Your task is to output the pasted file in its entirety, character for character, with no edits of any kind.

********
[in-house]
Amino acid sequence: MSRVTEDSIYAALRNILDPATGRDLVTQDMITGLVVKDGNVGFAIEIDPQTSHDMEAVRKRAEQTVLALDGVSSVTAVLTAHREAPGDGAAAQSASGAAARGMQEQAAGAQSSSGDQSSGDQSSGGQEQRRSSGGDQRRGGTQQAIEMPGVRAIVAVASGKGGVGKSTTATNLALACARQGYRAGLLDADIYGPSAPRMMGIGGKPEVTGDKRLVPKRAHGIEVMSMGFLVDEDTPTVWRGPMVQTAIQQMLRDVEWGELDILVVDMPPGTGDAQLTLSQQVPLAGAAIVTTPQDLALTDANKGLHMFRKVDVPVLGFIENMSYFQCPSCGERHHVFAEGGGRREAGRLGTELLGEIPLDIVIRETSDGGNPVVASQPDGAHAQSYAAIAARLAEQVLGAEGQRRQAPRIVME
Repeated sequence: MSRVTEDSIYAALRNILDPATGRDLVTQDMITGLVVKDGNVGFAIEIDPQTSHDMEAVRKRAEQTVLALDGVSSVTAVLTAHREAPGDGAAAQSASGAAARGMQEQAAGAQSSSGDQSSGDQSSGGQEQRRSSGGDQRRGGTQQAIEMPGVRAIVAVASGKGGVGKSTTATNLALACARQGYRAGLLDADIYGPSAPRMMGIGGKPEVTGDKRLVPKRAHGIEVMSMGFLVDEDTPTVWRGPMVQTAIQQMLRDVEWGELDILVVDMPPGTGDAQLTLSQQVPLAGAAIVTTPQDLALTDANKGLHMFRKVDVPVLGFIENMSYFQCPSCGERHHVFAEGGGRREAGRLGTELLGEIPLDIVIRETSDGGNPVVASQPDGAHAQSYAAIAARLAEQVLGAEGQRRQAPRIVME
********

[in-house]
Amino acid sequence: MSRVTEDSIYAALRNILDPATGRDLVTQDMITGLVVKDGNVGFAIEIDPQTSHDMEAVRKRAEQTVLALDGVSSVTAVLTAHREAPGDGAAAQSASGAAARGMQEQAAGAQSSSGDQSSGDQSSGGQEQRRSSGGDQRRGGTQQAIEMPGVRAIVAVASGKGGVGKSTTATNLALACARQGYRAGLLDADIYGPSAPRMMGIGGKPEVTGDKRLVPKRAHGIEVMSMGFLVDEDTPTVWRGPMVQTAIQQMLRDVEWGELDILVVDMPPGTGDAQLTLSQQVPLAGAAIVTTPQDLALTDANKGLHMFRKVDVPVLGFIENMSYFQCPSCGERHHVFAEGGGRREAGRLGTELLGEIPLDIVIRETSDGGNPVVASQPDGAHAQSYAAIAARLAEQVLGAEGQRRQAPRIVME
Repeated sequence: MSRVTEDSIYAALRNILDPATGRDLVTQDMITGLVVKDGNVGFAIEIDPQTSHDMEAVRKRAEQTVLALDGVSSVTAVLTAHREAPGDGAAAQSASGAAARGMQEQAAGAQSSSGDQSSGDQSSGGQEQRRSSGGDQRRGGTQQAIEMPGVRAIVAVASGKGGVGKSTTATNLALACARQGYRAGLLDADIYGPSAPRMMGIGGKPEVTGDKRLVPKRAHGIEVMSMGFLVDEDTPTVWRGPMVQTAIQQMLRDVEWGELDILVVDMPPGTGDAQLTLSQQVPLAGAAIVTTPQDLALTDANKGLHMFRKVDVPVLGFIENMSYFQCPSCGERHHVFAEGGGRREAGRLGTELLGEIPLDIVIRETSDGGNPVVASQPDGAHAQSYAAIAARLAEQVLGAEGQRRQAPRIVME